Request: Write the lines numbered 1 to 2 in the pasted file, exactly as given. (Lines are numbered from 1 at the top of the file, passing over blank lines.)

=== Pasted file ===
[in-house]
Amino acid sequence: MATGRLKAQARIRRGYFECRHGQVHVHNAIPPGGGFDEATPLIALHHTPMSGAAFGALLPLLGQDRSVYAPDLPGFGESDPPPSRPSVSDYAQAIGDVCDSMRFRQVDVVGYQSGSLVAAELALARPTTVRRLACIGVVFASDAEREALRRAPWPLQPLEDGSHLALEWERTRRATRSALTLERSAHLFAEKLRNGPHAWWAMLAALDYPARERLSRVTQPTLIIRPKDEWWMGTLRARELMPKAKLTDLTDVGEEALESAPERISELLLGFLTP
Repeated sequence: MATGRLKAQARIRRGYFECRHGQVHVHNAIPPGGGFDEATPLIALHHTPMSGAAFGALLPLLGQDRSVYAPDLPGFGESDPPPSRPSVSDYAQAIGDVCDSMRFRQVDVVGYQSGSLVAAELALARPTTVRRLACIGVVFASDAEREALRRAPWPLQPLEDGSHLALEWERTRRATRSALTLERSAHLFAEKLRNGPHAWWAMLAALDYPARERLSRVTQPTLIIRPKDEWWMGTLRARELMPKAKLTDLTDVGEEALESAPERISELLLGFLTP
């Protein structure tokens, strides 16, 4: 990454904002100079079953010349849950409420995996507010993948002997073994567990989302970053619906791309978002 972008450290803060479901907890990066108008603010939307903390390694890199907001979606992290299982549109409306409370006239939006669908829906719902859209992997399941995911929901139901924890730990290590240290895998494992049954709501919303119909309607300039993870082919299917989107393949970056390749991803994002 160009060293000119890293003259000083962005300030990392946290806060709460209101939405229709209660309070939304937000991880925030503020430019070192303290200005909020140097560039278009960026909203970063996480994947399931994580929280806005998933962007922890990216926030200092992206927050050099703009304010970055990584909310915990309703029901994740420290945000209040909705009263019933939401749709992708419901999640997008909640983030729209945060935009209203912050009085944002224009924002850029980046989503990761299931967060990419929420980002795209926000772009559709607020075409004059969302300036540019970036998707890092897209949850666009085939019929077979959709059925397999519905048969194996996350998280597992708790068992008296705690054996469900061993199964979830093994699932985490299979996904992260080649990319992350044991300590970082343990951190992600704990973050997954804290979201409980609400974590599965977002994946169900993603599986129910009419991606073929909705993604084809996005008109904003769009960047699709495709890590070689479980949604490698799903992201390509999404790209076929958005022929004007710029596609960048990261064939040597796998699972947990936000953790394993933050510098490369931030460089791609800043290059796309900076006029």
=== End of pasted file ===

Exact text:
[in-house]
Amino acid sequence: MATGRLKAQARIRRGYFECRHGQVHVHNAIPPGGGFDEATPLIALHHTPMSGAAFGALLPLLGQDRSVYAPDLPGFGESDPPPSRPSVSDYAQAIGDVCDSMRFRQVDVVGYQSGSLVAAELALARPTTVRRLACIGVVFASDAEREALRRAPWPLQPLEDGSHLALEWERTRRATRSALTLERSAHLFAEKLRNGPHAWWAMLAALDYPARERLSRVTQPTLIIRPKDEWWMGTLRARELMPKAKLTDLTDVGEEALESAPERISELLLGFLTP